Modernising Fairyland: Nostalgia, Memory and Identity in Public Responses to Changes in Efteling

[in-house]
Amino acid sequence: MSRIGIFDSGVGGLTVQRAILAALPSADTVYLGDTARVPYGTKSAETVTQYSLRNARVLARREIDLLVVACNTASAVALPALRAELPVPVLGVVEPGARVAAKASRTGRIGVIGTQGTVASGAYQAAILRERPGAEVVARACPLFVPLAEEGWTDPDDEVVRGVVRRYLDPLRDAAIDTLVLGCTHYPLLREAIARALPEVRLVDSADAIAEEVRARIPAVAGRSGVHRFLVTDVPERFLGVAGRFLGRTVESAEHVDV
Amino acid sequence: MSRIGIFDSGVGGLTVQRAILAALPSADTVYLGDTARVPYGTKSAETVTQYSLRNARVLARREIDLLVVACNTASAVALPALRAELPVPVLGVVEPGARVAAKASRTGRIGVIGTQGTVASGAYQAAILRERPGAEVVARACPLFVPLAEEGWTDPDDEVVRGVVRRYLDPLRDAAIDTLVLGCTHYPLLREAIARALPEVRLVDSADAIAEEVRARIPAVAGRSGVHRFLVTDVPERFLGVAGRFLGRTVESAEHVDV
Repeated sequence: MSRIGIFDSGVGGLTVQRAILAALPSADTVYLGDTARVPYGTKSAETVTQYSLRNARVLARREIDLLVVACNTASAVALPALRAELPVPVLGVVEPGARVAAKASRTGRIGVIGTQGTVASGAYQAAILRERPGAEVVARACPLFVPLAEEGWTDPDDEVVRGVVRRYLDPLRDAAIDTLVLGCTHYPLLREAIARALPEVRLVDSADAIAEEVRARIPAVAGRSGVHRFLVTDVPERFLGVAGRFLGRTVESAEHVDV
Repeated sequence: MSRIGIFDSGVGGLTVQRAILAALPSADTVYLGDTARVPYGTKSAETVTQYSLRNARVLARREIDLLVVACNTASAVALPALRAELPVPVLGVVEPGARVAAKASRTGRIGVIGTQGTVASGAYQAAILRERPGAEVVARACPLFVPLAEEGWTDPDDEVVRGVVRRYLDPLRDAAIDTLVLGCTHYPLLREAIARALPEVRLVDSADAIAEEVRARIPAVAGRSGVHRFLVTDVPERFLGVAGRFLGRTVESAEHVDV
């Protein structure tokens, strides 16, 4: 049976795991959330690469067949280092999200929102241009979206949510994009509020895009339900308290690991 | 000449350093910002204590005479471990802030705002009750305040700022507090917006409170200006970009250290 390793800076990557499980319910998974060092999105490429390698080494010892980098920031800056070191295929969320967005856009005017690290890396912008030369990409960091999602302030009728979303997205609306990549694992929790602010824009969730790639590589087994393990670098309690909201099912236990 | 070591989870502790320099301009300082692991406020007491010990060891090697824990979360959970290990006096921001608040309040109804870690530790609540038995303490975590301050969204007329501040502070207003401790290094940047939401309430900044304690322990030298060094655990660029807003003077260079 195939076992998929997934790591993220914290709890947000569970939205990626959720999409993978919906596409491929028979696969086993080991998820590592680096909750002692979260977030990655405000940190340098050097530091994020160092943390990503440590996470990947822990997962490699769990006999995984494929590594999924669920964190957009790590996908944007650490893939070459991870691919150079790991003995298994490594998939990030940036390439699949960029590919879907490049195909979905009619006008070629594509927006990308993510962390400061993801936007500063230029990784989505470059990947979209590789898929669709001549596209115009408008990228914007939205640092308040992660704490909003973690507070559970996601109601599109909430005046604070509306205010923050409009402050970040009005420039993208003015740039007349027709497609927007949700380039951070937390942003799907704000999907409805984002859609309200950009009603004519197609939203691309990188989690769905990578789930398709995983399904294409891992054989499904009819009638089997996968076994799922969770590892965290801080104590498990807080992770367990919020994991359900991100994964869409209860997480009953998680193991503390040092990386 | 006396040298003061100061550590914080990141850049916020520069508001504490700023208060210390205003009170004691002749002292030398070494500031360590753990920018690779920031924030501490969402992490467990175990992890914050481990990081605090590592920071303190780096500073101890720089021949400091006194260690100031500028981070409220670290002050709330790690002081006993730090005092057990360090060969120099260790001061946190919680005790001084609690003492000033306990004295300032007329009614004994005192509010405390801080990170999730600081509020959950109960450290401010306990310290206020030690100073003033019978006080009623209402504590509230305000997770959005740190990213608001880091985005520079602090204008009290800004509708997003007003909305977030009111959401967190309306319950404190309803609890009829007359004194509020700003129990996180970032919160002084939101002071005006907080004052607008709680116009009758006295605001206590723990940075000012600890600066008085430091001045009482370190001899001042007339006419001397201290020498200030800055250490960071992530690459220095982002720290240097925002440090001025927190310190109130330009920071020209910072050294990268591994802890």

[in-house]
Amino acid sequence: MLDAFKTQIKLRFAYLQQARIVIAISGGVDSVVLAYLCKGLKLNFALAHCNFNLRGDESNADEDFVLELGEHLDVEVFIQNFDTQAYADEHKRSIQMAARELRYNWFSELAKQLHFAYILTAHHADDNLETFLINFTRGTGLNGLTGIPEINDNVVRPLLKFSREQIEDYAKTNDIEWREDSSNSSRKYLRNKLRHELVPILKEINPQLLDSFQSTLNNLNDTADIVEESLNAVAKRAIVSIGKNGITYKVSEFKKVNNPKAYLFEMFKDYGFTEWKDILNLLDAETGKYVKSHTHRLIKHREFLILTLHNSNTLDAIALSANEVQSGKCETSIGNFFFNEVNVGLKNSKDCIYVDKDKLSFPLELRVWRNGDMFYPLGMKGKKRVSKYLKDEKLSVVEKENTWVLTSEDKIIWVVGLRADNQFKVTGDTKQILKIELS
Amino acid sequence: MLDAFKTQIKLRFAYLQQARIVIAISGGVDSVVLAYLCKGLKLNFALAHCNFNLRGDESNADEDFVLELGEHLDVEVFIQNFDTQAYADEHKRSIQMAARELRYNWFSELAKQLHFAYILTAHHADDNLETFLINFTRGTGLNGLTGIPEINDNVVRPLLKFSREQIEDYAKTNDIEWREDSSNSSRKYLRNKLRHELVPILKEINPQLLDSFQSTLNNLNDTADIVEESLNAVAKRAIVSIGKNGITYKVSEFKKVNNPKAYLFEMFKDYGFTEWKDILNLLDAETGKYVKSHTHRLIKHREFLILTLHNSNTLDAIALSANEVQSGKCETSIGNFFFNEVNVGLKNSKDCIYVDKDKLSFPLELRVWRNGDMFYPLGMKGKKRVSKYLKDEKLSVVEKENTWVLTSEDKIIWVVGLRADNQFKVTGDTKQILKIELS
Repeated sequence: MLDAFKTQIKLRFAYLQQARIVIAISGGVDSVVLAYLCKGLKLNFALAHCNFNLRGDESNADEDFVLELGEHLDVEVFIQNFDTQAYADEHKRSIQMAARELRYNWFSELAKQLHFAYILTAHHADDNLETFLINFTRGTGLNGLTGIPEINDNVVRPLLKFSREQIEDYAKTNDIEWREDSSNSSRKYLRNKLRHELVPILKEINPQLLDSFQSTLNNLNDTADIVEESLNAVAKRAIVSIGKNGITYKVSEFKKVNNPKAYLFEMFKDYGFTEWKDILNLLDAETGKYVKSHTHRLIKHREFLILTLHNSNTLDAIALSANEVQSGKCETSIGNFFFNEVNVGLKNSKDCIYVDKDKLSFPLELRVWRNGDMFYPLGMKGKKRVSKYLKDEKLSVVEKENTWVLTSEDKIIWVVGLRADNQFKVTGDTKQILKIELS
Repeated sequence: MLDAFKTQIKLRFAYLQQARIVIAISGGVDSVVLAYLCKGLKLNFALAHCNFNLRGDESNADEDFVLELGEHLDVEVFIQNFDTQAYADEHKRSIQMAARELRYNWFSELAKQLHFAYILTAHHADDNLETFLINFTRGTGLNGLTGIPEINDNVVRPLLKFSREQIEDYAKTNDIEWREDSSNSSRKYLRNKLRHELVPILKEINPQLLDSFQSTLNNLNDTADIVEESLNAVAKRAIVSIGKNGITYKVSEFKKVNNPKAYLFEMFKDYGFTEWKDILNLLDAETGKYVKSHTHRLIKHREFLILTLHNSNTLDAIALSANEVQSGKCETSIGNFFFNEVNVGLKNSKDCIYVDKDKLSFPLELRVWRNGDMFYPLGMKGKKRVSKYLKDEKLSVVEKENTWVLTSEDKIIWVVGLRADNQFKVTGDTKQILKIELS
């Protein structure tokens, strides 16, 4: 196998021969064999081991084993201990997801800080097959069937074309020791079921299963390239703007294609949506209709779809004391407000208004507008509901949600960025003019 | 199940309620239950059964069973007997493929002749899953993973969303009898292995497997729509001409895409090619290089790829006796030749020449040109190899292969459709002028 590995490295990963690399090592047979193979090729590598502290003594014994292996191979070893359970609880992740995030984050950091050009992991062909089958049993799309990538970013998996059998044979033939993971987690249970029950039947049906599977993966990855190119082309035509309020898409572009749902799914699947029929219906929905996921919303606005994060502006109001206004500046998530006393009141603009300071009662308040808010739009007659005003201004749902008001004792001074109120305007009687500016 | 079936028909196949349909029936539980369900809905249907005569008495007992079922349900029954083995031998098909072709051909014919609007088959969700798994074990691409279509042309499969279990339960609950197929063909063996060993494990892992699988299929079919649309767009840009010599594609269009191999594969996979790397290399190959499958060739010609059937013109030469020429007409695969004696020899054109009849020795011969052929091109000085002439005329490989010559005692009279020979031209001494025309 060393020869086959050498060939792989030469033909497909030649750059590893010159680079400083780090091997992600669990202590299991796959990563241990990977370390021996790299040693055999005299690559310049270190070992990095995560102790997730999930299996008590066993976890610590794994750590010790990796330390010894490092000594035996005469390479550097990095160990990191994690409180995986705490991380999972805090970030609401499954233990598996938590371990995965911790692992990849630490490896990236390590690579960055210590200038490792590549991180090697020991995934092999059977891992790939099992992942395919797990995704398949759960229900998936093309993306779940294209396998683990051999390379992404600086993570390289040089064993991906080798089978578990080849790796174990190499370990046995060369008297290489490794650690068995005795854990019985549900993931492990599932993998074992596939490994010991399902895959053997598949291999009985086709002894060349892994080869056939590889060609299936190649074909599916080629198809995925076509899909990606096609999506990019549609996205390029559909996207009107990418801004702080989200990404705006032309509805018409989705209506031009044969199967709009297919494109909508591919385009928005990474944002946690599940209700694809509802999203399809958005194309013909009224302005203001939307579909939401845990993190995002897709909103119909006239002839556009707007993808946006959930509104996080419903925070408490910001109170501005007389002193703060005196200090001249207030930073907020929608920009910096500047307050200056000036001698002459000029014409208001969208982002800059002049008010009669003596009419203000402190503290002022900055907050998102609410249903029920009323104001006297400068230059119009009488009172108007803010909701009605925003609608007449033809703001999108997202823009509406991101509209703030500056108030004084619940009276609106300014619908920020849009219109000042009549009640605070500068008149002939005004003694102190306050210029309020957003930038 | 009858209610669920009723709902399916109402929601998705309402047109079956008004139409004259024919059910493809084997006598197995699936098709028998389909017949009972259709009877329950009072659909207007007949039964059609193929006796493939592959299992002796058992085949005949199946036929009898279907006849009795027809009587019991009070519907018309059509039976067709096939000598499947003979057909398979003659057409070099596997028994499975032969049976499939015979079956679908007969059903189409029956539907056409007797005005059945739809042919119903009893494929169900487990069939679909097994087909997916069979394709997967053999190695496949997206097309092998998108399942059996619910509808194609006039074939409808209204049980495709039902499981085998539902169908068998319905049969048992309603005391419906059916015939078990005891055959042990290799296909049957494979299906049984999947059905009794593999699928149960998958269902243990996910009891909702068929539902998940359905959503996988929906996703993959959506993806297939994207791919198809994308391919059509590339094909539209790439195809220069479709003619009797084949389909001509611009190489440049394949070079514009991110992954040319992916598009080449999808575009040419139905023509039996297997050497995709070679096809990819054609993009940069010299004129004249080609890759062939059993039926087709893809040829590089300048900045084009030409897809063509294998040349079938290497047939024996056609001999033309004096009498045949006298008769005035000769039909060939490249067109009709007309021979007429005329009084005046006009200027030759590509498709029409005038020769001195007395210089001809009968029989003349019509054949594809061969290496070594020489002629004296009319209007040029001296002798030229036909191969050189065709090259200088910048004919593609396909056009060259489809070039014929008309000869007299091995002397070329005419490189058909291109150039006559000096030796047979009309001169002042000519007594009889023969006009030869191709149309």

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Nostalgia is omnipresent in today’s media landscape, with the revival of 80s music and production of nostalgic games and TV shows. In the field of tourism studies, nostalgia is mostly researched in the context of heritage sites. This research adds to this by investigating the role that nostalgia plays in public responses to changes in Dutch theme park Efteling. Two case studies are analysed: the demolition of Spookslot, a haunted house ride which was deemed outdated, and the rebranding of Monsieur Cannibale, a controversial teacup ride which has been subject of discussions about racism. Both cases are analysed through a qualitative analysis of newspaper articles. Synthesising ideas about nostalgia from the perspectives of sociology, tourism studies and marketing, the research shows that nostalgia plays a significant role in the identity formation of Efteling visitors and fans. In the context of Spookslot, nostalgia is readily acknowledged and explicitly mentioned as an argument for preservation; visitors experience personal nostalgia due to their own memories as well as vicarious nostalgia for the idyllic retroscape that is constructed by Efteling. In the case of Monsieur Cannibale, visitors do not acknowledge such nostalgic feelings in an explicit way; however, nostalgic discourse is recognised in the public discussions about racism and woke-ism. It is concluded that Efteling serves as an anchor for personal and collective nostalgia for people in the Netherlands, therefore people expect the park to uphold the values and traditions of a heritage site while simultaneously functioning as a commercial enterprise.
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